The implementation of the curriculum also ensures a balanced coverage of computer science, information technology and digital literacy. The children will have experiences of all three strands in each year group, but the subject knowledge imparted becomes increasingly specific and in depth, with more complex skills being taught, thus ensuring that learning is built upon. For example, children in Key Stage 1 learn what algorithms are, which leads them to the design stage of programming in Key Stage 2, where they design, write and debug programs, explaining the thinking behind their algorithms.
Computing has a high profile at our school. Our children are confident using a wide range of hardware and software, and are diligent learners who value online safety and respect when communicating with one another.
Our team of young ‘Digital Leaders’ are prominent and proficient. These children are responsible for supporting staff and children in delivering excellent Computing sessions. They will be further developed by completing the Childnet Digital Leaders Programme https://www.childnet.com/our-projects/childnet-digital-leaders-programme over the next 12months.
There were no reported online safety incidents in the past 18 months as a result of strong and consistent online safety procedures. If you were to walk into Computing lessons at Leopold you would see:
- Proficient users of technology who are able to work both independently and collaboratively.
- Computing hardware and software being utilised to enhance the learning outcomes of our children, across the curriculum.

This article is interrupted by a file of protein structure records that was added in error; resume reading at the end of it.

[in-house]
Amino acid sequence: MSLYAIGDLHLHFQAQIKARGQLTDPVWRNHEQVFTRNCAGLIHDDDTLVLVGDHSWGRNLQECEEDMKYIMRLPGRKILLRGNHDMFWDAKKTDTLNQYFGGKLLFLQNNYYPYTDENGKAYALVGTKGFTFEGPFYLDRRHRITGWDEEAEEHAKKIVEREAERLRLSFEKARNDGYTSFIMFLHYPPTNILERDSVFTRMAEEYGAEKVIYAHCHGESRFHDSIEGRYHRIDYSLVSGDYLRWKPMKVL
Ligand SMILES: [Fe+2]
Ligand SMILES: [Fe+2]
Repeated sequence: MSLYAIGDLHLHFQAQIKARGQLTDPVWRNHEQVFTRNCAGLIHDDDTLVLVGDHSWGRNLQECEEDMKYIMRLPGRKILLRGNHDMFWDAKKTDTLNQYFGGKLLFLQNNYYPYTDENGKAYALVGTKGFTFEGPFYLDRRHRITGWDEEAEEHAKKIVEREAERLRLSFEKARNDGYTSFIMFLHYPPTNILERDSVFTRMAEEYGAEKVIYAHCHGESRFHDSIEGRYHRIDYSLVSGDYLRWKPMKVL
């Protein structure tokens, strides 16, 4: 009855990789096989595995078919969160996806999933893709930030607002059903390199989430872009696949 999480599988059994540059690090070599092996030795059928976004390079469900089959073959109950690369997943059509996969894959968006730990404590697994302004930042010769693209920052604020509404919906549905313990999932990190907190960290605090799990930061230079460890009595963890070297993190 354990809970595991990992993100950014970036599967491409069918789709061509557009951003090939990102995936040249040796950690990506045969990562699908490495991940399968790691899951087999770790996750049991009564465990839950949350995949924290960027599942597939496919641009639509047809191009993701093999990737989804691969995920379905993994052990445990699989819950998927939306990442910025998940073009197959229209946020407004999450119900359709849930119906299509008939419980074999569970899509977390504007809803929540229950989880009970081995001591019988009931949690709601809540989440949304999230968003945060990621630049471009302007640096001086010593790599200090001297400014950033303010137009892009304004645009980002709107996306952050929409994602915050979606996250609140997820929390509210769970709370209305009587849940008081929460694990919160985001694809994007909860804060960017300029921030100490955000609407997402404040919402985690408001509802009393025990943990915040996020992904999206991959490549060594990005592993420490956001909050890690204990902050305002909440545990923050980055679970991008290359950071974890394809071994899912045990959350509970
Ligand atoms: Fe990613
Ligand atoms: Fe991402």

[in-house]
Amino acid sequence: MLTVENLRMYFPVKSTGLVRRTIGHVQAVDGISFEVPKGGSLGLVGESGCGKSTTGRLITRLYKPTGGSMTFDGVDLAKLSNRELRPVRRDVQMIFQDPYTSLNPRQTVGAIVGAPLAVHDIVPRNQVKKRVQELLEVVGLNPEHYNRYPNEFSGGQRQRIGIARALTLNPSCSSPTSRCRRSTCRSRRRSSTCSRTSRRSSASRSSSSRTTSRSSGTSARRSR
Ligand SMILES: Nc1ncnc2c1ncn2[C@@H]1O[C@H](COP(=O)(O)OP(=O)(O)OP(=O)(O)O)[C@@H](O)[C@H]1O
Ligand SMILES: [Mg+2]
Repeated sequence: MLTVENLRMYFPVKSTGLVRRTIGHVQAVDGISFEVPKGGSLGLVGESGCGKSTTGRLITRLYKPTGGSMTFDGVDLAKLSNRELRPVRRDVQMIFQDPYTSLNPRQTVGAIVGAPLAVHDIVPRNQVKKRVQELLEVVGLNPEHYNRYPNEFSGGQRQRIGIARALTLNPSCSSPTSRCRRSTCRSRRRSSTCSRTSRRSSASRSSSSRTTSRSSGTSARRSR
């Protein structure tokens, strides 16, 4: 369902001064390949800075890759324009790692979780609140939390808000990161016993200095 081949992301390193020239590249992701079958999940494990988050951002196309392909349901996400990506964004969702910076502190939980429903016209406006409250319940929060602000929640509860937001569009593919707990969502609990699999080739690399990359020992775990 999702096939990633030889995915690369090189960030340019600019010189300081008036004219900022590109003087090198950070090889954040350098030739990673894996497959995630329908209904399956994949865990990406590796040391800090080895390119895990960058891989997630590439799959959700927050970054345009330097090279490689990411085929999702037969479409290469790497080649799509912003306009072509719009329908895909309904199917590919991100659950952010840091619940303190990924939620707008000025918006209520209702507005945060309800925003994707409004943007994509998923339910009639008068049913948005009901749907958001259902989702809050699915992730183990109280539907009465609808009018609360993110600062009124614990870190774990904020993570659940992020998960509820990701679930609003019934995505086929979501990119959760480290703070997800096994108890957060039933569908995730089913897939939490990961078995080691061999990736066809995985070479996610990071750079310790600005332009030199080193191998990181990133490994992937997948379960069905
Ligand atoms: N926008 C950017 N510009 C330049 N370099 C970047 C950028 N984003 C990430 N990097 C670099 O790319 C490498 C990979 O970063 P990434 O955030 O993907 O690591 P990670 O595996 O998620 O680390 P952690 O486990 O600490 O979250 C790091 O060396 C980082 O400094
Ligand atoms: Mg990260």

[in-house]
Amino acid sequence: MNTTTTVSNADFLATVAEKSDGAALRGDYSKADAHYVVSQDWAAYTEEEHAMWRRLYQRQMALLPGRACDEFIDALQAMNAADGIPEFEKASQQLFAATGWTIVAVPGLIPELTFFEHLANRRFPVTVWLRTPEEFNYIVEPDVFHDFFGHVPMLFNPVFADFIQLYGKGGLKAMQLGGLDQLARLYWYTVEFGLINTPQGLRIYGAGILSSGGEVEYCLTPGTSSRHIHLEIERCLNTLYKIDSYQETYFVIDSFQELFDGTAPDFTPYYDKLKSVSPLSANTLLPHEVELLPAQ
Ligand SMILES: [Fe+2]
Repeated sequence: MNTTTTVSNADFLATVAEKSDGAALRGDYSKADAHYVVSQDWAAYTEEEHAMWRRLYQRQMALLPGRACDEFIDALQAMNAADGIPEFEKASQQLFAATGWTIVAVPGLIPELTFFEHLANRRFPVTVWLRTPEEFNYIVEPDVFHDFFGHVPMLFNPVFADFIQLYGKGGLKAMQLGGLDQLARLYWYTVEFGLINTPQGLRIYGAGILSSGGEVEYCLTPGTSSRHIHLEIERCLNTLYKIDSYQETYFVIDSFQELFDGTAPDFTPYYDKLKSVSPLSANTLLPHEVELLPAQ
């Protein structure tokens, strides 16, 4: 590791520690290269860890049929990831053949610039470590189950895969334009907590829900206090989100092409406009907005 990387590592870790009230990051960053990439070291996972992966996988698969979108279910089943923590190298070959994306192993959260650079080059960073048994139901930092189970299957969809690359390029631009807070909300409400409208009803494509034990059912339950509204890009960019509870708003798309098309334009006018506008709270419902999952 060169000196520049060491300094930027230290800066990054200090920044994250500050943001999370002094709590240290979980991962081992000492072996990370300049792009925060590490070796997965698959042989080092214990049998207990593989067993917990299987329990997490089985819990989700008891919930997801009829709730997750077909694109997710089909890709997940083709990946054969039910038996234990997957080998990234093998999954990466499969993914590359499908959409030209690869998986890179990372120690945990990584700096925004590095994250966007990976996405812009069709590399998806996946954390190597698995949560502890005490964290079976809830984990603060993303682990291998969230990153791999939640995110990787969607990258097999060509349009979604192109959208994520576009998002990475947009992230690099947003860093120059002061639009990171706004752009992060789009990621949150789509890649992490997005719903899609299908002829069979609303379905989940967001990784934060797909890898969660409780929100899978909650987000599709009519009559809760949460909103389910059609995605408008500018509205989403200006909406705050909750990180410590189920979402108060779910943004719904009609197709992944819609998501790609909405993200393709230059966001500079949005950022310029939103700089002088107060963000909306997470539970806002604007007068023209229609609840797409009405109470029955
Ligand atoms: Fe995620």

- Clear progression in technical skills.
- A learning buzz as children engage in programming, instruct floor robots, prepare online safety presentations etc.
- Confident and supportive Digital Leaders who are able to assist children and staff in delivering high quality Computing sessions.
Our approach to the curriculum results in a fun, engaging, and high-quality computing education. The quality of children’s learning is evident on Seesaw, a digital platform where pupils can share and evaluate their own work, as well as that of their peers.
Evidence such as this is used to feed into teachers’ future planning, and as a topic-based approach continues to be developed, teachers are able to revisit misconceptions and knowledge gaps in computing when teaching other curriculum areas. This supports varied paces of learning and ensures all pupils make good progress.
Much of the subject-specific knowledge developed in our computing lessons equip pupils with experiences which will benefit them in secondary school, further education and future workplaces. From research methods, use of presentation and creative tools and critical thinking, computing at Leopold gives children the building blocks that enable them to pursue a wide range of interests and vocations in the next stage of their lives.